Delays in Somalia election raise fears of control
The delay in Somalia’s presidential election raises concerns of election manipulation and increased inter-clan disputes within the additional one month to November 30.
Some members of the National Leadership Forum (NLF) — the key decision-making body — are also candidates in the presidential contest. One of the candidates, Abdirahman Mohammed Farole, had objected to presidential contenders being NLF members.
The United Nations Special Representative to Somalia Michael Keating said the delay has raised concerns that the process is being politically manipulated, which contributes to more delays beyond the new date of November 30.
“The scope for political manipulation of the process remains high. But, having closely accompanied the work federal and state electoral teams, I believe that this further delay was not orchestrated by any actor seeking immediate political benefit,” said Mr Keating while briefing the UN Security Council on September 27.
“What is most critical at this point is that the new extension does not create political space for manipulation or disruption by spoilers.”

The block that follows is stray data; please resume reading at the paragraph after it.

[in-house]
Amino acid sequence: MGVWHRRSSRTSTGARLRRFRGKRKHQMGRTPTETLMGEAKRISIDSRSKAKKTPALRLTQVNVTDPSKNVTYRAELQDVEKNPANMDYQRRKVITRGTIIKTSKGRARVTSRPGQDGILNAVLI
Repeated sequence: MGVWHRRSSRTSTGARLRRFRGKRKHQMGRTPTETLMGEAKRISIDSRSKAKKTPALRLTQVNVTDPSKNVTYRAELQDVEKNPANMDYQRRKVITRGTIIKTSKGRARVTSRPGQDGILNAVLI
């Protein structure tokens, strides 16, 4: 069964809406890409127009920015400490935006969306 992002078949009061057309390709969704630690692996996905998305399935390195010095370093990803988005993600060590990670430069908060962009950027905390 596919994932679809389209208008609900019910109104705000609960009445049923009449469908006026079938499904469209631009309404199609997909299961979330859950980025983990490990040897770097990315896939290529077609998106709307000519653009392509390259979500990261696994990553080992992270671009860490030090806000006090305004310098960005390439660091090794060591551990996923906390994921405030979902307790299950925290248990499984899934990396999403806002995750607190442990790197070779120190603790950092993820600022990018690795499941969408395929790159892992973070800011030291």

NLF members, who are contesting the presidency but who had promised a free and fair elections are President Hassan Sheikh Mohamoud, Prime Minister Omar Abdirashid Sharmarke and president of South West Interim Admonition, Sheriff Hassan Sheikh Aden. Others are the deputy speaker and regional presidents of Puntland, Jubaland and Galmudug.
Among the key factors that forced the postponement are logistical and security challenges, insufficient resources, failure by some traditional elders to pick the electors, and the absence of the Election Dispute Resolution Mechanism. Some clans also disputed the 30 per cent quota for women.